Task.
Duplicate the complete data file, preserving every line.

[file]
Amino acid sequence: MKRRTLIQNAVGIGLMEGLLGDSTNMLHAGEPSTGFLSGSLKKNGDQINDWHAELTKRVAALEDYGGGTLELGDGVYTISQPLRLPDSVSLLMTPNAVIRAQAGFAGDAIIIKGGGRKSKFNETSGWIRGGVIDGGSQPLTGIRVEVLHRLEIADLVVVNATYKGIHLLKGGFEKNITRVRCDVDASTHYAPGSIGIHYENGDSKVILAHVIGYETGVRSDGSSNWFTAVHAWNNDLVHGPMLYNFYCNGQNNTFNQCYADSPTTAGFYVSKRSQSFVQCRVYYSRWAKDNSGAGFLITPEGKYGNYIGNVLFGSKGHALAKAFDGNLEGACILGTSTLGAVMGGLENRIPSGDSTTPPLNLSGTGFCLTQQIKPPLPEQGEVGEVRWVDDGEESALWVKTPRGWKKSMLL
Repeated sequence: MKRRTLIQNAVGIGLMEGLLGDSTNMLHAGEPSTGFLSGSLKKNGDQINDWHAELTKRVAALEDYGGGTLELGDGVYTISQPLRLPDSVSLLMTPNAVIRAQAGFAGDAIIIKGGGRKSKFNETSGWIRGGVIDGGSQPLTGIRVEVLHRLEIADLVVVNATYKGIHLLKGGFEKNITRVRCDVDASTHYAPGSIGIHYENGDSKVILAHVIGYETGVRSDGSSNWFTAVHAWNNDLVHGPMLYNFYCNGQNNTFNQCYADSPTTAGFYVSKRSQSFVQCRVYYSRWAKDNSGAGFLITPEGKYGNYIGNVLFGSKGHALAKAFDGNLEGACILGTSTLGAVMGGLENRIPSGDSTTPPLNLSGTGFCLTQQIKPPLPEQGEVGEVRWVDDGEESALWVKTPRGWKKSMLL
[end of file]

Amino acid sequence: MKRRTLIQNAVGIGLMEGLLGDSTNMLHAGEPSTGFLSGSLKKNGDQINDWHAELTKRVAALEDYGGGTLELGDGVYTISQPLRLPDSVSLLMTPNAVIRAQAGFAGDAIIIKGGGRKSKFNETSGWIRGGVIDGGSQPLTGIRVEVLHRLEIADLVVVNATYKGIHLLKGGFEKNITRVRCDVDASTHYAPGSIGIHYENGDSKVILAHVIGYETGVRSDGSSNWFTAVHAWNNDLVHGPMLYNFYCNGQNNTFNQCYADSPTTAGFYVSKRSQSFVQCRVYYSRWAKDNSGAGFLITPEGKYGNYIGNVLFGSKGHALAKAFDGNLEGACILGTSTLGAVMGGLENRIPSGDSTTPPLNLSGTGFCLTQQIKPPLPEQGEVGEVRWVDDGEESALWVKTPRGWKKSMLL
Repeated sequence: MKRRTLIQNAVGIGLMEGLLGDSTNMLHAGEPSTGFLSGSLKKNGDQINDWHAELTKRVAALEDYGGGTLELGDGVYTISQPLRLPDSVSLLMTPNAVIRAQAGFAGDAIIIKGGGRKSKFNETSGWIRGGVIDGGSQPLTGIRVEVLHRLEIADLVVVNATYKGIHLLKGGFEKNITRVRCDVDASTHYAPGSIGIHYENGDSKVILAHVIGYETGVRSDGSSNWFTAVHAWNNDLVHGPMLYNFYCNGQNNTFNQCYADSPTTAGFYVSKRSQSFVQCRVYYSRWAKDNSGAGFLITPEGKYGNYIGNVLFGSKGHALAKAFDGNLEGACILGTSTLGAVMGGLENRIPSGDSTTPPLNLSGTGFCLTQQIKPPLPEQGEVGEVRWVDDGEESALWVKTPRGWKKSMLL